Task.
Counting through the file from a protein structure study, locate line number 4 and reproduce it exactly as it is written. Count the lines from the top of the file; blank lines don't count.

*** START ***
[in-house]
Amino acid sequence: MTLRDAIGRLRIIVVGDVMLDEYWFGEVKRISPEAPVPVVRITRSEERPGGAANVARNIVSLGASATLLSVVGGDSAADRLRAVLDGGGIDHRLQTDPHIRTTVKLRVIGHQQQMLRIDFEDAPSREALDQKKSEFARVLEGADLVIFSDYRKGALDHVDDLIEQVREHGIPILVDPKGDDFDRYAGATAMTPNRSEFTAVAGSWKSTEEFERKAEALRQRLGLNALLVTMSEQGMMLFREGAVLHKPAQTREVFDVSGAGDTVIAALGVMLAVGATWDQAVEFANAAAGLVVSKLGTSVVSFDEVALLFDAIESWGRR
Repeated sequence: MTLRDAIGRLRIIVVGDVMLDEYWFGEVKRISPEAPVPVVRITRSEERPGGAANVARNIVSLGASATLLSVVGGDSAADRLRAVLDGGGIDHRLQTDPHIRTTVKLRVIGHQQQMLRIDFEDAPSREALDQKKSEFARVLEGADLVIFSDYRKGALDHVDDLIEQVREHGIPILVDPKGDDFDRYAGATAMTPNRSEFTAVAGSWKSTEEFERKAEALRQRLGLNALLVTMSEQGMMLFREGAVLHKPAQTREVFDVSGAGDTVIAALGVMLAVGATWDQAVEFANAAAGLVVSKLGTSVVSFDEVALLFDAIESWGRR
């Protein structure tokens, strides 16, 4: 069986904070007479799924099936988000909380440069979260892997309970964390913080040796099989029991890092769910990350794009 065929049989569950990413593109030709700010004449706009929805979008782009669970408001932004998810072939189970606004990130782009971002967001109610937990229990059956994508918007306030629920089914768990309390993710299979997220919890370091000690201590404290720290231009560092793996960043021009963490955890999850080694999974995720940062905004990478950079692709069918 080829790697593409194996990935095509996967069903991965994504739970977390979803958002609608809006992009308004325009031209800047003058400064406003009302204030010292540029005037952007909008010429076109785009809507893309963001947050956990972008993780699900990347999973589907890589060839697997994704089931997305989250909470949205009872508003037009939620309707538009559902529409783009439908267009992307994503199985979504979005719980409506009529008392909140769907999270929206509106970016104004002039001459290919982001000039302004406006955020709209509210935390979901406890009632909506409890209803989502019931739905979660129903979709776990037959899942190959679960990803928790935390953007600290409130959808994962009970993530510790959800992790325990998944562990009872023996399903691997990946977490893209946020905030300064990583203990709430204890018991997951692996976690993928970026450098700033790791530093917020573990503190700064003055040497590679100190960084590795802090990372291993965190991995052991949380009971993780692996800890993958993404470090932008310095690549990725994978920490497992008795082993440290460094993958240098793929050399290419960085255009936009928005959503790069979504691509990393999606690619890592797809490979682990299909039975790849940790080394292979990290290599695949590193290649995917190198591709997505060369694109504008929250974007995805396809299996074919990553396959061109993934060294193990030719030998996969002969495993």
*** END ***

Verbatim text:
């Protein structure tokens, strides 16, 4: 069986904070007479799924099936988000909380440069979260892997309970964390913080040796099989029991890092769910990350794009 065929049989569950990413593109030709700010004449706009929805979008782009669970408001932004998810072939189970606004990130782009971002967001109610937990229990059956994508918007306030629920089914768990309390993710299979997220919890370091000690201590404290720290231009560092793996960043021009963490955890999850080694999974995720940062905004990478950079692709069918 080829790697593409194996990935095509996967069903991965994504739970977390979803958002609608809006992009308004325009031209800047003058400064406003009302204030010292540029005037952007909008010429076109785009809507893309963001947050956990972008993780699900990347999973589907890589060839697997994704089931997305989250909470949205009872508003037009939620309707538009559902529409783009439908267009992307994503199985979504979005719980409506009529008392909140769907999270929206509106970016104004002039001459290919982001000039302004406006955020709209509210935390979901406890009632909506409890209803989502019931739905979660129903979709776990037959899942190959679960990803928790935390953007600290409130959808994962009970993530510790959800992790325990998944562990009872023996399903691997990946977490893209946020905030300064990583203990709430204890018991997951692996976690993928970026450098700033790791530093917020573990503190700064003055040497590679100190960084590795802090990372291993965190991995052991949380009971993780692996800890993958993404470090932008310095690549990725994978920490497992008795082993440290460094993958240098793929050399290419960085255009936009928005959503790069979504691509990393999606690619890592797809490979682990299909039975790849940790080394292979990290290599695949590193290649995917190198591709997505060369694109504008929250974007995805396809299996074919990553396959061109993934060294193990030719030998996969002969495993």